No sooner had Spot asked Jim Ramstad what he was going to do on the Iraq resolution, than the Congressman took the floor of the House and delivered a passionate denunciation of the Administration's policy in Iraq. Boy, when Jimbo gets steamed, look out!

Oh c'mon Spot, he was downright sheepish about supporting the resolution objecting to the escalation:
Some of the 11 Republicans who publicly broke with Bush were longtime
opponents of the war, such as Reps. Walter Jones of North Carolina and
Ron Paul of Texas. But others, such as Rep. Jim Ramstad of Minnesota,
had never sought the limelight and were almost apologetic in their
But don't you see grasshopper, Ramstad has really ratcheted up the rhetoric. In his January 11th statement on his website about the escalation, linked in Spot's earlier post, Jimbo said he was "disappointed" by the escalation. Yesterday, in his speech on the floor, linked above, he said that he was both "surprised" and "disappointed." He doubled the words of disapproval. Boy, Spot doesn't ever want to be the object of Jimbo's righteous wrath!

He's in for it now with Michele.

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I'm Spartacus!

I'm Spartacus!

Spot got the graphic above and the text that follows from Tild:

It’s time to stand up. driftglass started it, and many have followed suit and are already standing. If you have a site, grab the graphic above and stand up with us.

The slavering rightwing hordes have begun their assault. Amanda, Melissa and their families have received death threats; their sites have been hit with DDOS attacks.

Go buy a T shirt, or two, or more. All proceeds go to Shakes and her family.

It’s time to take a stand. We’re all Spartacus now.

Stand up.

Stand up indeed. And bark. And bite if necessary.

Update: Added the link to Tild.

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Wednesday, February 14, 2007

What are you gonna do, Jimbo?

There will be a vote later this week on the US House—nonbinding—resolution to express disapproval of President Bush's escalation of the war in Iraq. Spot is aware that Kline and Walz have spoken on the House floor respecting the resolution. John Kline, of course, is opposed. Walz spoke eloquently in favor of the resolution, saying:

"Many of these soldiers are kids that I taught in my high school classroom and coached on our school football team," he said. "They joined my Guard unit and I trained them. We deployed together in support of Operation Enduring Freedom and now they are deployed again to Iraq."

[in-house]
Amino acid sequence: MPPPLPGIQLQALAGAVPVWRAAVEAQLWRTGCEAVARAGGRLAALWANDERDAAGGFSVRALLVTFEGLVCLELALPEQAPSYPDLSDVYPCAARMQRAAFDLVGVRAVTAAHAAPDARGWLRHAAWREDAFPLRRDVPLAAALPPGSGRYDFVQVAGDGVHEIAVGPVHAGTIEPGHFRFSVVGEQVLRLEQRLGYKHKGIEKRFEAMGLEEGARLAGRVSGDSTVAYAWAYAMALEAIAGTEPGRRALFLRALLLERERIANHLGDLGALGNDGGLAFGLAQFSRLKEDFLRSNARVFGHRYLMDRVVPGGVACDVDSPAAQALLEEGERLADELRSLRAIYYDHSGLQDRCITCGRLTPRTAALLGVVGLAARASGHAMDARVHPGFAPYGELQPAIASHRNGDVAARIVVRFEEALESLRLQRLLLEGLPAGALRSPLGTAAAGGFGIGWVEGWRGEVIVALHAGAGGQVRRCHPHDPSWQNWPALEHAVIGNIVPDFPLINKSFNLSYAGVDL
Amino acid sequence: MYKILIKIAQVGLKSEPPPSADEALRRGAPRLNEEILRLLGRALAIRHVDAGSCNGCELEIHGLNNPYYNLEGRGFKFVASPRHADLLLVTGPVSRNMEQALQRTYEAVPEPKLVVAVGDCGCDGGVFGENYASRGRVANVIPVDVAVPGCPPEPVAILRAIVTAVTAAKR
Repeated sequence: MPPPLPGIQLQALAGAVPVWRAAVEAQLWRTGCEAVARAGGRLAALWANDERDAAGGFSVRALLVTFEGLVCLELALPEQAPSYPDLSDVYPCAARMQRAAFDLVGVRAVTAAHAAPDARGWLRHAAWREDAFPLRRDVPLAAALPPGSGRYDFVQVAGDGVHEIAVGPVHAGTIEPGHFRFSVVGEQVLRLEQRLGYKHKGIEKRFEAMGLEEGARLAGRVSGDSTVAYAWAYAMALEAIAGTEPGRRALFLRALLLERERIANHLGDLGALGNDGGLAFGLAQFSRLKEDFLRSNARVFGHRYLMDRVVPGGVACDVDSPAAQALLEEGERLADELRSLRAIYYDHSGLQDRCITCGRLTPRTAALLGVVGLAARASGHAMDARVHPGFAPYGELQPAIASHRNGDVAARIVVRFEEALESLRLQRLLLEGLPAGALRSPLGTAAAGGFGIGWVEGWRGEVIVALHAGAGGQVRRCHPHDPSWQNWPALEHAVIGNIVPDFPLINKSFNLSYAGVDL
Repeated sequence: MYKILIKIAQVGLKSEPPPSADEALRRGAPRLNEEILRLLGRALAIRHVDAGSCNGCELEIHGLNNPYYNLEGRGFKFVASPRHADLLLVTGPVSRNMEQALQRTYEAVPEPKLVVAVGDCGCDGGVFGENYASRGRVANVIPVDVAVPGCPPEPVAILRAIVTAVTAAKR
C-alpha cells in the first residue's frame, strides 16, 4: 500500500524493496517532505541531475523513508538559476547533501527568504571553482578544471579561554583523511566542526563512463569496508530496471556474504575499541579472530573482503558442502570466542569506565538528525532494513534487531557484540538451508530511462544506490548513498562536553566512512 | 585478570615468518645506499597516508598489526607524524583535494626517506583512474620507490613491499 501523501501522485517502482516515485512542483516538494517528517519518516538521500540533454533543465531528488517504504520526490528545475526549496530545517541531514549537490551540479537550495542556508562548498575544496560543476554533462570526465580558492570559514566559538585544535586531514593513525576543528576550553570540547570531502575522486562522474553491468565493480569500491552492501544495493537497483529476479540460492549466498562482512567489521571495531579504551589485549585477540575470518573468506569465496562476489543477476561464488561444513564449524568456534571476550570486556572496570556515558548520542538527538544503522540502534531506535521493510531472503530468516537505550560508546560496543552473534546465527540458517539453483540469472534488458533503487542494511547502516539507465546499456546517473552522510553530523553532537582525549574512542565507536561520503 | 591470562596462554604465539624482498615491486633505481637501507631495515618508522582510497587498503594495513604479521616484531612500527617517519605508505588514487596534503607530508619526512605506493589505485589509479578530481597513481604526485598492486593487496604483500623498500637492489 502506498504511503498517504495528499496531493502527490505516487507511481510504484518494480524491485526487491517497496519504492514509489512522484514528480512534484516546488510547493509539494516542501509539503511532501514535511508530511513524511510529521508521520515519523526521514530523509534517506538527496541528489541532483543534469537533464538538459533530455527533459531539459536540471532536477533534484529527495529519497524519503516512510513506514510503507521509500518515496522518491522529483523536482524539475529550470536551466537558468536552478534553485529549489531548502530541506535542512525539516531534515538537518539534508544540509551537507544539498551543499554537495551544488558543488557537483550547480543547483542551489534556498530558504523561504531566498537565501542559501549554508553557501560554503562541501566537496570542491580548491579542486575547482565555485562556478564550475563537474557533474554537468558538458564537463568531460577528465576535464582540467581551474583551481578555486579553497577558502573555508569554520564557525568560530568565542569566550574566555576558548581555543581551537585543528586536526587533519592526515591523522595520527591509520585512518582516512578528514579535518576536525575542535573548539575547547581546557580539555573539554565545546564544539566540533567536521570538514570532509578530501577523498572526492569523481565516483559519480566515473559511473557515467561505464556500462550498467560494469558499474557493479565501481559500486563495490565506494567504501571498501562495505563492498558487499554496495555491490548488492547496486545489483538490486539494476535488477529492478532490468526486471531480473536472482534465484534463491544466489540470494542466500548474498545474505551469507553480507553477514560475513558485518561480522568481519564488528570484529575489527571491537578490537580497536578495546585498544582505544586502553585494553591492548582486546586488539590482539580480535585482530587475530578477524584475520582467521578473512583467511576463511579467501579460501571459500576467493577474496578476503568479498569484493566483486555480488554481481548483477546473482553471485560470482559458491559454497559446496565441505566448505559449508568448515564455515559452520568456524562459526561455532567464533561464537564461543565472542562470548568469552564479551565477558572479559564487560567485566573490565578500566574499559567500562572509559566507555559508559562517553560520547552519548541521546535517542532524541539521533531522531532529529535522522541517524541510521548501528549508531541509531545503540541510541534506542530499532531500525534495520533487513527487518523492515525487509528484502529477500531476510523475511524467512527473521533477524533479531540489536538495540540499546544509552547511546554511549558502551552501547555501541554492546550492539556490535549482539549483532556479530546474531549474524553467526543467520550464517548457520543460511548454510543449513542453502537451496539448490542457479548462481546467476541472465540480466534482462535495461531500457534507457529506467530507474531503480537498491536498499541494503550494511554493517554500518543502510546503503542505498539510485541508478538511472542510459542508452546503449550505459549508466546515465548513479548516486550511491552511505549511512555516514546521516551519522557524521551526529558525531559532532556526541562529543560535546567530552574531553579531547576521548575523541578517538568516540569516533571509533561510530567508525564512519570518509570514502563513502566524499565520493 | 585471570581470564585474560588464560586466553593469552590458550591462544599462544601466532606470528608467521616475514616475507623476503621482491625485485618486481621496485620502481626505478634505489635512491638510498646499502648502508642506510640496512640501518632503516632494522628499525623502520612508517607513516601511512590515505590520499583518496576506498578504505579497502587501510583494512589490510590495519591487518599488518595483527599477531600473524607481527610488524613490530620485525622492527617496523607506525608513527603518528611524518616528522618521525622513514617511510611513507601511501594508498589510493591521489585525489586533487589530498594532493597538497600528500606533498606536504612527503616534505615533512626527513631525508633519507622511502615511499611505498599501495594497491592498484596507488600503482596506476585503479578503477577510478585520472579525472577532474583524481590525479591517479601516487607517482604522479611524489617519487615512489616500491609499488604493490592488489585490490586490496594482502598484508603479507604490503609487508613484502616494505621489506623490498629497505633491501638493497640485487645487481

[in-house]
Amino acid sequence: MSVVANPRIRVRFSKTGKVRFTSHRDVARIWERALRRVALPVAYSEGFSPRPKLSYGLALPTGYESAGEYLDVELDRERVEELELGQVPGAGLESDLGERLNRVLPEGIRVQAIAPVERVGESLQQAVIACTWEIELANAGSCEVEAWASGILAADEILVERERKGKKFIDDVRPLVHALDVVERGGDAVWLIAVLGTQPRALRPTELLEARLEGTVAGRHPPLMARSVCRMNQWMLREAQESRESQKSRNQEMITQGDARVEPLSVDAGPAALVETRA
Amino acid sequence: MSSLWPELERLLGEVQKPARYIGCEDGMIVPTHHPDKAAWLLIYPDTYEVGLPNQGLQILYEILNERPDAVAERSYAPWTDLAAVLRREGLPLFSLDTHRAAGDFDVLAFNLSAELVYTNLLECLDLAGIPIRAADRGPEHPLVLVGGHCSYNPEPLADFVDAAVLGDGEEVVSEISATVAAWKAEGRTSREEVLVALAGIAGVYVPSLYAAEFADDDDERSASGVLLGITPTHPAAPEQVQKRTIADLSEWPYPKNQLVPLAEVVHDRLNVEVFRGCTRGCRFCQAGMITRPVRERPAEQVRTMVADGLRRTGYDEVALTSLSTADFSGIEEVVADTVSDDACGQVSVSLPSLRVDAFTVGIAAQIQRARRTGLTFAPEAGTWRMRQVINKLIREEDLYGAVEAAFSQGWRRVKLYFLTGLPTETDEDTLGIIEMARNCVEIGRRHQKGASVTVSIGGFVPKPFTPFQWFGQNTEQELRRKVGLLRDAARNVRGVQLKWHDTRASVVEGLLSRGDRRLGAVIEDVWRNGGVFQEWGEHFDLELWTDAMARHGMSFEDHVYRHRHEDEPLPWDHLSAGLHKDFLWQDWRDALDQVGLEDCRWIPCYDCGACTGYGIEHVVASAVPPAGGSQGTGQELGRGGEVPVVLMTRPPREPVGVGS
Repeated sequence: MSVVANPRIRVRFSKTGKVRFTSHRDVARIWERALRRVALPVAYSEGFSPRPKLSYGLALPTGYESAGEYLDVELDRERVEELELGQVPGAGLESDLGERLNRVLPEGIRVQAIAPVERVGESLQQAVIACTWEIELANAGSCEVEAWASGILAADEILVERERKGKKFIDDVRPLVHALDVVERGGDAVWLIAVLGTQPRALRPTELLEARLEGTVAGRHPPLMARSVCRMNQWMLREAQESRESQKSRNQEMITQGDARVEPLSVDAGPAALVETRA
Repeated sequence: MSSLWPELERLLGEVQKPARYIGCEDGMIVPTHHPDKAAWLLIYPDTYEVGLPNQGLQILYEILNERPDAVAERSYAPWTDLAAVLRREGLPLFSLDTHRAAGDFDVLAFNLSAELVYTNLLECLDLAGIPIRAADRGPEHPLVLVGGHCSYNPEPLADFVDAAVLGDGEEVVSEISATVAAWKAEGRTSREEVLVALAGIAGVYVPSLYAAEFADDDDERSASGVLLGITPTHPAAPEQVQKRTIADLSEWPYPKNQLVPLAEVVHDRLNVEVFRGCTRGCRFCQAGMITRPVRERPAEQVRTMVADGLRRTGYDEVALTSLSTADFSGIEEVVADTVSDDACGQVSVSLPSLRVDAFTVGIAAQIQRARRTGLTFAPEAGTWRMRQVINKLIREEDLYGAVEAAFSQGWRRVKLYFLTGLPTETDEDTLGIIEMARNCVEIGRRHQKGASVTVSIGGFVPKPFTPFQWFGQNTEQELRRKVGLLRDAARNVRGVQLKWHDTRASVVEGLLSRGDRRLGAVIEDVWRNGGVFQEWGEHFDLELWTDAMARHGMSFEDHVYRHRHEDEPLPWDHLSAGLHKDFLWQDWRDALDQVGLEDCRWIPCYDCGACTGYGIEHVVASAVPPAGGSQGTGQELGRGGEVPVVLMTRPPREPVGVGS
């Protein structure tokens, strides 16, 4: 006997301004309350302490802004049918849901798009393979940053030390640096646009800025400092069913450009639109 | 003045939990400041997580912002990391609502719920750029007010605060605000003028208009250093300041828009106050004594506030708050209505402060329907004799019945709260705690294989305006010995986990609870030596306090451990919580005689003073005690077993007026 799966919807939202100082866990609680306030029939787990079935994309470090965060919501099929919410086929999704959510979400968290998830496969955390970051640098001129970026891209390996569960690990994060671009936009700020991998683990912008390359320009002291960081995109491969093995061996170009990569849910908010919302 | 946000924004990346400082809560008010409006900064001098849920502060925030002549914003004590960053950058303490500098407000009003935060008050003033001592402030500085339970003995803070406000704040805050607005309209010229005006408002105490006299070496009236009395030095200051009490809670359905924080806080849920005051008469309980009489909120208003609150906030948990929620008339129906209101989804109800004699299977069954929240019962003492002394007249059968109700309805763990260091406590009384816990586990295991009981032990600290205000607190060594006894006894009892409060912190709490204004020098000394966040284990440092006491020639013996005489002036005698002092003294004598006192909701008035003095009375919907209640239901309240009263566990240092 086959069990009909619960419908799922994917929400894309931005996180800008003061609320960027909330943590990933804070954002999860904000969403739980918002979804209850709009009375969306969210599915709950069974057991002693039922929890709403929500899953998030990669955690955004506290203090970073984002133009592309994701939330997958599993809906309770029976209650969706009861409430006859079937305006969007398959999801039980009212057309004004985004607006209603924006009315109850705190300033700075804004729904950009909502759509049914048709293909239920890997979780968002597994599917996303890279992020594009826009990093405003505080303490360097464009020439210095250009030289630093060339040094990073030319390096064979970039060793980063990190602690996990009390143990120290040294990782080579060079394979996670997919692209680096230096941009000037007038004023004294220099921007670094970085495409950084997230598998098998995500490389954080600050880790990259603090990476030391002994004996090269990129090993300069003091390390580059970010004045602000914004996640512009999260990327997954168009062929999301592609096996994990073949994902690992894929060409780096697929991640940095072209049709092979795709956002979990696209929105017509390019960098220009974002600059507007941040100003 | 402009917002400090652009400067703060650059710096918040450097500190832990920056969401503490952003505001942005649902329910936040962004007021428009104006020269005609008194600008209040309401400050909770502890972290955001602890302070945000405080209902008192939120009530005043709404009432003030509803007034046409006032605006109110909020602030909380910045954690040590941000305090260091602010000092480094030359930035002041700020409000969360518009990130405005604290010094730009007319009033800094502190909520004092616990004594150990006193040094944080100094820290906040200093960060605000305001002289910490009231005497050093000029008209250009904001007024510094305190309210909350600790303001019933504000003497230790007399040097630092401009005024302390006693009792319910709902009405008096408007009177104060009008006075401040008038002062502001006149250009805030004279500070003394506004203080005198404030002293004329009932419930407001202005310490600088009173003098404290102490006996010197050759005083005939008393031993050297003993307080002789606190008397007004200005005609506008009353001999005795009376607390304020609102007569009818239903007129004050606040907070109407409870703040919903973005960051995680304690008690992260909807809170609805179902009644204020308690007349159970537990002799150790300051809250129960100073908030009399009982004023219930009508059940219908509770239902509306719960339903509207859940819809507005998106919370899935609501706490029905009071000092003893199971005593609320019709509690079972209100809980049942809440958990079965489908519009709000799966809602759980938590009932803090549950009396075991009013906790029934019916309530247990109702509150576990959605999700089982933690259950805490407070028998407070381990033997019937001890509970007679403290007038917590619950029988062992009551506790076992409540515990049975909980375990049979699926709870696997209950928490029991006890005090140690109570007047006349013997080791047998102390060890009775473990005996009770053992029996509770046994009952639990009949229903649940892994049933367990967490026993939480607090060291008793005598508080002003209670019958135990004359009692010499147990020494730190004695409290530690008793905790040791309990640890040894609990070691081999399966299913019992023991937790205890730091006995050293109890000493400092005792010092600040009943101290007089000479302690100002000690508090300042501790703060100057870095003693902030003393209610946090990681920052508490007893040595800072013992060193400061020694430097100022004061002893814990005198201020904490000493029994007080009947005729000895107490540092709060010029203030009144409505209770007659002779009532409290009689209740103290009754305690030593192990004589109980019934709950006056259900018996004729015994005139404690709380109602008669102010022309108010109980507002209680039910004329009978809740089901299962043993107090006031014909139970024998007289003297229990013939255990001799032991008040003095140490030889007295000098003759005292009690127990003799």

Now we come to the curious case of the Minnesota Third District's Jim Ramstad. Ramstad's been a supporter of the war for which he suffered the derision of his constituents at "town hall meetings" as the war has dragged on. Ramstad cast a vote in favor of the Military Commission Act of 2006.

But even Ramstad has had misgivings. He issued a statement expressing "disappointment" over the President's decision to escalate. "Disappointment" in a politician is so touching. Not to mention meaningless. Spot doesn't care about your angst, Jimbo, he cares how you vote. Your early votes in this session showed that your heart is not entirely calcified, Congressman. Spot challenges you to vote for the resolution. Join Tim Walz, not John Kline.

The only downside that Spot sees is the potential for another confrontation with Michele Bachmann!

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Tuesday, February 13, 2007

Restoring the Constitution Act of 2007

Senator Chris Dodd is introducing a bill with the short title "Restoring the Constitution Act of 2007." The purpose of the act is to restore the writ of habeas corpus and reaffirm our commitment to the Geneva Conventions.

Spot got more traffic for the Military Commissions Act of 2006 and habeas corpus posts last fall than anything else Spot has written. It is clear that a lot of you care about these issues. Spot hopes to write more about Senator Dodd's bill in the future.

The Senator, who perhaps not coincidentally is running for President, also has a website: At the site, you can sign on as a "citizen sponsor" of this bill. Part of the purpose of the site and the "sponsorship" is obviously to collect email addresses for his campaign. But Spot does think it would be great to show support for a rollback of the odious MCA.

And, boys and girls, Spot doesn't think it would kill you to hear once in a while from a candidate other than Hillary or Obama. From Spot's perspective, Chris Dodd seems to be the one actually doing something to begin the rollback of at least some of the excesses of the Bush administration.